#typestate #automata

typestate-automata

An automata library for the typestate crate

6 releases

new 0.4.2 May 4, 2021
0.4.1 May 4, 2021
0.3.2 Apr 28, 2021
0.2.0 Apr 22, 2021

#97 in Development tools

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Used in typestate

MIT/Apache

39KB
1K SLoC

#[typestate]

This library provides developers with a macro to design typestated objects.

Introduction

Are you frustrated with IllegalStateExceptions in Java?

Typestates allow you to define safe usage protocols for your objects. The compiler will help you on your journey and disallow errors on given states. You will no longer be able to try and read from closed streams.

#[typestate] build on ideas from the state_machine_future crate. If typestates are so useful, why not use them with limit them to Futures?

Typestates in Rust

Typestates are not a new concept to Rust. There are several blog posts on the subject [1, 2, 3] as well as a chapter in The Embedded Rust Book.

In short, we can write typestates by hand, we add some generics here and there, declare them as a "state" and in the end we can keep living our lives with our new state machine.

This approach however is error-prone and verbose (especially with bigger automata). It also provides no guarantees about the automata, unless of course, you designed and tested the design previously.

As programmers, we want to automate this cumbersome job and to do so, we use Rust's powerful procedural macros!

Basic Guide

Consider we are tasked with building the firmware for a traffic light, we can turn it on and off and cycle between Green, Yellow and Red.

We first declare a module with the #[typestate] macro attached to it.

#[typestate]
mod traffic_light {}

This of course does nothing, in fact it will provide you an error, saying that we haven't declared an automata.

And so, our next task is to do that. Inside our traffic_light module we declare a structure annotated with #[automata].

#[automata]
pub struct TrafficLight;

Our next step is to declare the states. We declare three empty structures annotated with "[state].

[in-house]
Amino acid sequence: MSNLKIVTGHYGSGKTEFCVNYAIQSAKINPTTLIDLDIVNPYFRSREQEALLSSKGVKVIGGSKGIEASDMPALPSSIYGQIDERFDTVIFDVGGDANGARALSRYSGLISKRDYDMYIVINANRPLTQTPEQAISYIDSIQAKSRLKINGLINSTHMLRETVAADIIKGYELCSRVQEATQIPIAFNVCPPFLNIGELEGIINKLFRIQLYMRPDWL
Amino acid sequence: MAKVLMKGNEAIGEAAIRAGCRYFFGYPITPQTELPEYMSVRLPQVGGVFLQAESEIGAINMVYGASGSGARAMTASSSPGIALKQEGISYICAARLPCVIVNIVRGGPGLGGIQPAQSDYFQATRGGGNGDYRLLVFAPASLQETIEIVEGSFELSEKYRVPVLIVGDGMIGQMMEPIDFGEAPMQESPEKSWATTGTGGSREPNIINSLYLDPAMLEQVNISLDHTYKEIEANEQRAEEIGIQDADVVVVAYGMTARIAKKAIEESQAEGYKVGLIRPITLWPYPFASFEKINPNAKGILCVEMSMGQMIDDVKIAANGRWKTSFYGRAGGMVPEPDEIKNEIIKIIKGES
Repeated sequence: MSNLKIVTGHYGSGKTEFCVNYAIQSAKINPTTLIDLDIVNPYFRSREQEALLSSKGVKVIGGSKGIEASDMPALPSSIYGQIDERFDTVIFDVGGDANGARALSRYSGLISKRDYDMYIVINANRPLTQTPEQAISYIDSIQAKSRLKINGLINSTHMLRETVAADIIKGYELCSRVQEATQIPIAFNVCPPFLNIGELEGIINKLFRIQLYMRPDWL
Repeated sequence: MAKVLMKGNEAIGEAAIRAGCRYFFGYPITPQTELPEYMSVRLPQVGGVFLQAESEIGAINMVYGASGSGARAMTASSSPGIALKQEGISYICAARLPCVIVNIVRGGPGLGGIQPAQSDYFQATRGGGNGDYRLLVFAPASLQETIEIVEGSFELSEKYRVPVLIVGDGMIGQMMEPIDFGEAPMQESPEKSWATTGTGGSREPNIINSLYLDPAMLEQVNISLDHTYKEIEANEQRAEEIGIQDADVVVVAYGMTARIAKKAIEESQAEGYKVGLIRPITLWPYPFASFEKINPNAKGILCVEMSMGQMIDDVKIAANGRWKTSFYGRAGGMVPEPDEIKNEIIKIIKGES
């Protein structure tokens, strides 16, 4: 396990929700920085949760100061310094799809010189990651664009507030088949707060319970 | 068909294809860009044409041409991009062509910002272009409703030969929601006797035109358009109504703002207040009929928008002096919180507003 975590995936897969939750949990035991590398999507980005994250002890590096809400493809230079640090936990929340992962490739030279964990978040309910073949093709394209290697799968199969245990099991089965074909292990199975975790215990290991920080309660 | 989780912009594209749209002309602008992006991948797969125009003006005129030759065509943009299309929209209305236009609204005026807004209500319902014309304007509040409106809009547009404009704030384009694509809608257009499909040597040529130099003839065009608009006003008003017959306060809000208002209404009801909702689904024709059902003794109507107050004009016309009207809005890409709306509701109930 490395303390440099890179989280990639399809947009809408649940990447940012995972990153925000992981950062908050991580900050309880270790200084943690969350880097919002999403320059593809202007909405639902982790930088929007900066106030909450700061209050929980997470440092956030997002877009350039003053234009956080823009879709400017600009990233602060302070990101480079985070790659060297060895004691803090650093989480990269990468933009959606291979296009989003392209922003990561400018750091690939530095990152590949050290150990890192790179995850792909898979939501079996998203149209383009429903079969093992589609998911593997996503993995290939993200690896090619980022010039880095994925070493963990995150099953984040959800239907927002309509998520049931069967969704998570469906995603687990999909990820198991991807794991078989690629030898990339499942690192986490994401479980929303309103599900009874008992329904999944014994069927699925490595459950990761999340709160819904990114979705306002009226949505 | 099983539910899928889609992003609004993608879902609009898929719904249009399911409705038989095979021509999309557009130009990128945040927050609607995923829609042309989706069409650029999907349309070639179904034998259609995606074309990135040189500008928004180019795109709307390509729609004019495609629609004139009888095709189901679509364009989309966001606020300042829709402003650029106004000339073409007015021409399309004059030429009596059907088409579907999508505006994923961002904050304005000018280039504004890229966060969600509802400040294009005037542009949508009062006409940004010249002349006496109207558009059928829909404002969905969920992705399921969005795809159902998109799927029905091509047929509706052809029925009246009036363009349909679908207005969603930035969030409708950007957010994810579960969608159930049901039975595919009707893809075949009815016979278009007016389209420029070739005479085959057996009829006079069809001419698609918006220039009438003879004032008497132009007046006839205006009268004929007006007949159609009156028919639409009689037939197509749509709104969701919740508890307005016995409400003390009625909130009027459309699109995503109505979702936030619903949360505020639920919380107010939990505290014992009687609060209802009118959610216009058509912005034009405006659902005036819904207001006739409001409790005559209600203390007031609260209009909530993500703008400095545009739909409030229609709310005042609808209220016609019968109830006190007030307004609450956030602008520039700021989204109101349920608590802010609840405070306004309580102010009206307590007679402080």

#[state] pub struct Green;
#[state] pub struct Yellow;
#[state] pub struct Red;

So far so good, however some errors should appear, regarding the lack of initial and final states.

To declare initial and final states we need to see them as describable by transitions. Whenever an object is created, the method that created leaves the object in the initial state. Equally, whenever a method consumes an object and does not return it (or a similar version of it), it made the object reach the final state.

With this in mind we can lay down the following rules:

  • Functions that do not take a valid state (i.e. self) and return a valid state, describe an initial state.
  • Functions that take a valid state (i.e. self) and do not return a valid state, describe a final state.

So we write the following function signatures:

fn turn_on() -> Red;
fn turn_off(self);

However, these are free functions, meaning that self relates to nothing. To attach them to a state we wrap them around a trait with the name of the state they are supposed to be attached to. So our previous example becomes:

trait Red {
    fn turn_on() -> Red;
    fn turn_off(self);
}

Before we go further, a quick review:

  • The module is annotated with #[typestate] enabling the DSL.
  • To declare the main automaton we attach #[automata] to a structure.
  • The states are declared by attaching #[state].
  • State functions are declared through traits that share the same name.